The Saturnian was (probably) stress-based, not weight-based.
To borrow from another answer of mine:
In a question about Old Latin meters, an anonymous user brought
up Mercado's convincing argument that the Saturnian was based on
accent. The idea isn't new, but Mercado backs it up with some nice
information-theoretical analysis: basically, the accent theory passes
some statistical tests that all the quantity theories I've seen fail
His idea is that a Saturnian line generally resembles one of the
'⏑'⏑|⏑'⏑ || ⏑'⏑|⏑'⏑
'⏑'⏑|⏑'⏑ || '⏑⏑|⏑'⏑
' marks a stressed syllable and
⏑ an unstressed one. For
example, the Epitaph of Naevius:
Ímmortálēs mortálēs / si fóret fas flére,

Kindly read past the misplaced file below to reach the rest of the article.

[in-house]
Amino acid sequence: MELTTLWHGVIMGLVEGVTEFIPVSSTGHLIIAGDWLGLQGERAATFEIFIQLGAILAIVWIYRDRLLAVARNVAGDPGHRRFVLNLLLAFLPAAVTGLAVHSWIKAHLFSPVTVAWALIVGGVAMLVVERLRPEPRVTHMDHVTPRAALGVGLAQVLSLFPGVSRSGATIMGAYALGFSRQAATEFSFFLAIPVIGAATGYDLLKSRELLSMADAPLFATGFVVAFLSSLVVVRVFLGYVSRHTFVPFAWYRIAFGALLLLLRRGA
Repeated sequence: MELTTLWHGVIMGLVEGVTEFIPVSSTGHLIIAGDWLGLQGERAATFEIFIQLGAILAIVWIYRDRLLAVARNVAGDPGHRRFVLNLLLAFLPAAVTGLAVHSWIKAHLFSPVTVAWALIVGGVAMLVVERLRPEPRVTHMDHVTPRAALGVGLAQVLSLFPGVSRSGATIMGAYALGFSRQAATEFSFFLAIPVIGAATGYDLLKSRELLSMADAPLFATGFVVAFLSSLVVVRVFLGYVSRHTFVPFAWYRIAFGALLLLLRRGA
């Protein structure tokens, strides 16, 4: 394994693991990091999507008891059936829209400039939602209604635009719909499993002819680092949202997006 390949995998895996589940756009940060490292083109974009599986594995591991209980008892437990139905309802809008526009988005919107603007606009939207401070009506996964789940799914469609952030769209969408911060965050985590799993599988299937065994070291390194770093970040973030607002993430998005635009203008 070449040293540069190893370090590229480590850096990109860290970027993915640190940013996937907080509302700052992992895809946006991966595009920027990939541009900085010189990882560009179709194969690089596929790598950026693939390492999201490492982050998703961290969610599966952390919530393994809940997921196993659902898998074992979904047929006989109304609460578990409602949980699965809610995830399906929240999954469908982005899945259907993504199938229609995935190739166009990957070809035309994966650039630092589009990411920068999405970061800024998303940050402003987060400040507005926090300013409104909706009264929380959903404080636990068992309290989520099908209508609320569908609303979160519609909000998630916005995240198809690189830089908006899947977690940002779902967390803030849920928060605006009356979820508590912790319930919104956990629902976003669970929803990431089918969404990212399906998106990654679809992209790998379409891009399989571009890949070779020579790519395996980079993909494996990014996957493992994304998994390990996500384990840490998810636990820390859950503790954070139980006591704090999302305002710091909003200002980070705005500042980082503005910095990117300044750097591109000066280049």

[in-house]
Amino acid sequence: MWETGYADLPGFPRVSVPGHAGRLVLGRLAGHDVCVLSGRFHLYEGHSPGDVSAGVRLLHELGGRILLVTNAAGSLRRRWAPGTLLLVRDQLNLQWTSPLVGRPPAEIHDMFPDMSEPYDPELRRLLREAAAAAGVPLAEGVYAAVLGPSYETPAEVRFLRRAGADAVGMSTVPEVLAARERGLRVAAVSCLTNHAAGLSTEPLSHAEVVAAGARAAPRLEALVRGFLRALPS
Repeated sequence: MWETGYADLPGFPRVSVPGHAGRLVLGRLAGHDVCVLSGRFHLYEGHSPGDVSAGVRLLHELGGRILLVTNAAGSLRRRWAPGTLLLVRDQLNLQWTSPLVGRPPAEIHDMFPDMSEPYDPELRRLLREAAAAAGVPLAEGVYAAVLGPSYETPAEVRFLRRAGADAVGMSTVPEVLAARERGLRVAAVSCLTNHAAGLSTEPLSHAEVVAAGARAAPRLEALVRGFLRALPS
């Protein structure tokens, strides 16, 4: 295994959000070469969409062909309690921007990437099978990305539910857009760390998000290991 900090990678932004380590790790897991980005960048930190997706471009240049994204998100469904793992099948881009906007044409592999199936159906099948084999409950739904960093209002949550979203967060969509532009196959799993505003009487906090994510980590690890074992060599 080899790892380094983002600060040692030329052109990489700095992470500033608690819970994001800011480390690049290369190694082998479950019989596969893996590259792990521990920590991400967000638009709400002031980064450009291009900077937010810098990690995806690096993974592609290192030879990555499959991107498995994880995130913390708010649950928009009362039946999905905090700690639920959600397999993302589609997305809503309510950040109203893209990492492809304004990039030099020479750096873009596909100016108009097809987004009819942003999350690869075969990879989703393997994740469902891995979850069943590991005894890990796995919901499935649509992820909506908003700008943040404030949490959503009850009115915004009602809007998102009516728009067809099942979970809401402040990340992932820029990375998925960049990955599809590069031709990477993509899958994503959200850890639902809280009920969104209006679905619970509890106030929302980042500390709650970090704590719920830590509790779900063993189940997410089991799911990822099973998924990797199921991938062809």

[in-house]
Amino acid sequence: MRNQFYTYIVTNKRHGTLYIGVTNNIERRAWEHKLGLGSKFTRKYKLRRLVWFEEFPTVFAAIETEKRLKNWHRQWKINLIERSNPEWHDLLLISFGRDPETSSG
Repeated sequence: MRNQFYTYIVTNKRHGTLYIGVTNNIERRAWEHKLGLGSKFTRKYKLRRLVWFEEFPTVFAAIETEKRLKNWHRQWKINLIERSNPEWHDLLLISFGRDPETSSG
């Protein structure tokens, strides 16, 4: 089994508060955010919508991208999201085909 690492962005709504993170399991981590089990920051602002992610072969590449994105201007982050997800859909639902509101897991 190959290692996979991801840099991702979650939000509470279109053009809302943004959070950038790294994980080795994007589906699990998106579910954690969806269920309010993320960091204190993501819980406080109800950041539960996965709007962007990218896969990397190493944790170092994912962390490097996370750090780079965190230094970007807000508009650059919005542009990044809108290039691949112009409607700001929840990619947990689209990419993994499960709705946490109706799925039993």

flérent dévae Caménae / Náevium poétam:
ítaque póstqu' est Órchi / tráditus thesáuro
oblítī sunt Rómae / lóquier línguā Latínā.
If gods could weep for mortals, the divine Muses would mourn the poet Naevius: after he was delivered to the vault of Hades, Rome
forgot how to speak Latin.
In other words, according to Mercado, the Saturnian meter didn't depend on vowel length or syllable weight at all, except insofar as they change the position of the stress within each word. The pattern involved stressed versus unstressed syllables, somewhat like English poetic meters.
In the Greek-derived system, on the other hand, the pattern was built out of heavy and light syllables, with a syllable's "weight" depending on vowel quantity and coda consonants. This was much better suited for the Ancient Greek language, which had quite a lot of single-syllable particles that could be inserted anywhere into a phrase; Latin didn't have these, so the system didn't fit it nearly as well.